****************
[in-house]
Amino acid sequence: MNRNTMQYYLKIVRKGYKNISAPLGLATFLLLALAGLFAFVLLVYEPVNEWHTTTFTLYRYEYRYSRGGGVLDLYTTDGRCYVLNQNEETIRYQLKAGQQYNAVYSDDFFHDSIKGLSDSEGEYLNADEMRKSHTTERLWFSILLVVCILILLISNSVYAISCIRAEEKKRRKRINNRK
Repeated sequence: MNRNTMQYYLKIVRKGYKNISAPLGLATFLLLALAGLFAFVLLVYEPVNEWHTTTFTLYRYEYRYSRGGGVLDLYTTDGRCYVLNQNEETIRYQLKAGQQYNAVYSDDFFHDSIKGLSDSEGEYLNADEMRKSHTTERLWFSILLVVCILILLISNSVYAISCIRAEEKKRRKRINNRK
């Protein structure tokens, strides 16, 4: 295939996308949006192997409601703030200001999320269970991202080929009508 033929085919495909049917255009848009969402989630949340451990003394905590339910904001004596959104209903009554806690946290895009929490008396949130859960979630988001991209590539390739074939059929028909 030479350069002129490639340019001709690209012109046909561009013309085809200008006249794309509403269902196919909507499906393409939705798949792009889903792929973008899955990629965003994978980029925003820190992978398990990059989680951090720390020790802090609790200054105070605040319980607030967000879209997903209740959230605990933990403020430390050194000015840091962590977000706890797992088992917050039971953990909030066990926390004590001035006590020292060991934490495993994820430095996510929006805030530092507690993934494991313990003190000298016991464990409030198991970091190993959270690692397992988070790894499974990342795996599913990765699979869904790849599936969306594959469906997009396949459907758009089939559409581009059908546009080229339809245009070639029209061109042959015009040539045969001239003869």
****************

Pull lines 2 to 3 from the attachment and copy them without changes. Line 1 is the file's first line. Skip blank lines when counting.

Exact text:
Amino acid sequence: MNRNTMQYYLKIVRKGYKNISAPLGLATFLLLALAGLFAFVLLVYEPVNEWHTTTFTLYRYEYRYSRGGGVLDLYTTDGRCYVLNQNEETIRYQLKAGQQYNAVYSDDFFHDSIKGLSDSEGEYLNADEMRKSHTTERLWFSILLVVCILILLISNSVYAISCIRAEEKKRRKRINNRK
Repeated sequence: MNRNTMQYYLKIVRKGYKNISAPLGLATFLLLALAGLFAFVLLVYEPVNEWHTTTFTLYRYEYRYSRGGGVLDLYTTDGRCYVLNQNEETIRYQLKAGQQYNAVYSDDFFHDSIKGLSDSEGEYLNADEMRKSHTTERLWFSILLVVCILILLISNSVYAISCIRAEEKKRRKRINNRK